Looking at the stats for Android’s growth over the last few months it is clear that Google’s platform is outpacing the competition. More people are now buying Android smartphones than any other platform. The number of Android apps is increasing at a dizzying rate. If this growth continues (and it’s a big if) then Android will have a strong lead in the mobile market.
You might reasonably assume that the growth of Android makes Google ever more rich and powerful, but what does Google actually make from Android? Let’s break it down.
The Android platform runs on a wide variety of devices. Google works with around 40 separate manufacturers, all producing Android smartphones. According to Andy Rubin back in June 2011 there are 500,000 Android activations a day. There’s plenty to argue about over exactly what that means, but it is safe to say that more Android devices have been sold in the last few months than devices on any other platform.
What does Google make from every Android device sold? What’s their cut? The surprising answer is — absolutely nothing.
The Android platform is distributed for free. In fact because of the patent wars and licensing issues Microsoft is making more from the direct sale of Android smartphones than Google is. Because of the patents that Microsoft holds they are able to demand royalty payments on Android devices. There isn’t much transparency with these deals, but reportedly HTC pay Microsoft $5 for every Android smartphone they sell and Microsoft is seeking $15 per handset from Samsung.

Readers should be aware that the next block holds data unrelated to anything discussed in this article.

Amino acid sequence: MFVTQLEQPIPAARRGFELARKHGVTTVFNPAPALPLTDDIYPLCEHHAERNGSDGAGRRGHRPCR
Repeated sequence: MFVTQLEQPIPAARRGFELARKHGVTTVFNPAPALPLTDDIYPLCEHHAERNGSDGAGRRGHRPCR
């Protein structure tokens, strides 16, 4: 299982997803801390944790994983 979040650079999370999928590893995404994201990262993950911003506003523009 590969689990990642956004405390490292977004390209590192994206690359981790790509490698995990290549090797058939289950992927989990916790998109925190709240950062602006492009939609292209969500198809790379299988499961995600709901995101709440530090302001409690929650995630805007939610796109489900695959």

Bizarrely this means that Microsoft make more money from Android than they do from Windows Phone 7.
Google did release two handsets of their own, manufactured by HTC and Samsung. The Google Nexus One and the Google Nexus S must have brought some cash in, but neither was a huge success and they never revealed what their profit margin on each handset actually was.
Apps and Games
When Google launched the Android Market they went with the same 70/30 developer/publisher split as Apple set up in the App Store. What this means is that for every app or game sold, Google gets 30% of the money. According to them, most of that money goes to the carriers and the rest covers distribution costs, so once again Google effectively makes nothing (of course not everyone accepts this as true).
They charge a one-time $25 fee for developers to register. This compares favourably with Apple’s $99 per year fee for developers and Microsoft’s $99 fee to register in order to sell your apps through their Marketplace.
The potential amount Google can earn from app and game sales is further reduced when you consider that Android has a much higher percentage of free apps. The sales of premium apps are also far lower proportionately than they are on iOS. It is also worth considering that Apple control the app market for iOS devices while on Android you can sideload apps and buy from alternative markets.
So How Does Google Make Money from Android?
Google has fingers in many pies, but their business model for generating income is all about advertising. Well over 90% of all their revenue comes from advertising and naturally the bulk of that income is from websites rather than Android apps. Although they are starting to generate more advertising money from apps as the platform grows.